The Zambian Kwacha has lost its value to unprecedented levels ever witnessed in this country. The swift and violent loss of value has brought about untold misery to both businesses as well as consumers.
Hot on its heels is inflation which has soured to 14.3% from 7.7%, a feat which was expected anyway. At the time of putting ink to paper, the exchange rate between the local currency and the US Dollar is K13.80 having traded earlier in the day at K13.10 to a dollar. Who knows, by the time the ink dries up, further devaluation could take place. This hair spinning state of affairs sends cold chills in the spines of business decision makers making it impossible for them to plan, and as you and I know, failing to plan is planning to fail.
In this discourse, I will bring to fore some of the proactive measures that business people and consumers at large may employ to avoid loss or erosion of their hard earned resources through depreciation of the Kwacha. I will explore the efficacy of the use of one of the financial instruments which businesses can use to plan. While Zambian companies may not be able to stop the volatility in the short-term, they are at least able to hedge using over the counter forward exchange contracts or indeed exchange traded currency contracts.
Forward exchange contracts (FEC) hedge against exposure by allowing the importer or exporter to arrange for a bank to sell or buy quantity of Dollars, Pounds or Rand at a future date, at a rate of exchange determined when the forward contract is made. The customer will know in advance either how much Kwacha he will receive (if he is selling US Dollars, British pounds or SA Rand to the bank) or how much Kwacha he must pay (if he is buying dollars, pounds or rand from the bank) to their suppliers.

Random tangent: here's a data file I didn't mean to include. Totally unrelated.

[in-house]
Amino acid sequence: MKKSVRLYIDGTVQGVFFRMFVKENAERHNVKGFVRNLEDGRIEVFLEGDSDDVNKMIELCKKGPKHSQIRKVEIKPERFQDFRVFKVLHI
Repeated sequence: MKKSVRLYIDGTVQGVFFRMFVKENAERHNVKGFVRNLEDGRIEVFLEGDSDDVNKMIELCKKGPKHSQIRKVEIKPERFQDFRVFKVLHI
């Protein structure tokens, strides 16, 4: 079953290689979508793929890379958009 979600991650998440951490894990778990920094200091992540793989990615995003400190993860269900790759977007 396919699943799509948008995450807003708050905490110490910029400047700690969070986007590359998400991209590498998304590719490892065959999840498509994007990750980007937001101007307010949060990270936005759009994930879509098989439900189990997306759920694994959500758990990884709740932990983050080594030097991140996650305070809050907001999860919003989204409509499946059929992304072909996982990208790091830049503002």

FECs enable companies to fix in advance future exchange rates on an agreed quantity of foreign currency for delivery or purchase on an agreed date. These are generally set up via banks and are non-negotiable, and are legally binding contracts. The advantage of these FECs is that they can be tailor made with respect to maturity and size in order to meet the requirements of the company. A FEC is an immediate firm and binding contract, between a customer and a bank, for the purchase or sale of a specified quantity of a stated dollar, Pound and Rand foreign currency, at a rate of exchange fixed at the time the contract is made. It is entered into for performance (delivery of the dollar, pound or rand and payment for it) at a future time which is agreed when making the contract.
FECs allow you to buy and sell currencies at a fixed exchange rate for a specified time period. They are a straightforward way to protect against adverse fluctuations in exchange rates and guarantee the value of future transactions. Their benefits include budget for large cash outflow projects with more financial security, the business knows exactly what the costs or income will be and can be arranged in most major currencies.
Further, since the rate of exchange is fixed on foreign currency transactions for a specified date or time period of your choice, they enable the customer or importer/exporter to have peace of mind and concentrate on strategies on expanding the business. You pay the foreign exchange rate which is based on the spot rate on the day of the deal. FECs are binding and will have to be cancelled if you do not use them. This may result in a profit or loss depending on the exchange rate on the day of cancellation.
In the next article, I will endeavor to explain another form of foreign currency hedging that businesses and individuals can use to protect their financial assets in this volatile financial environment.
By Sidney Kawimbe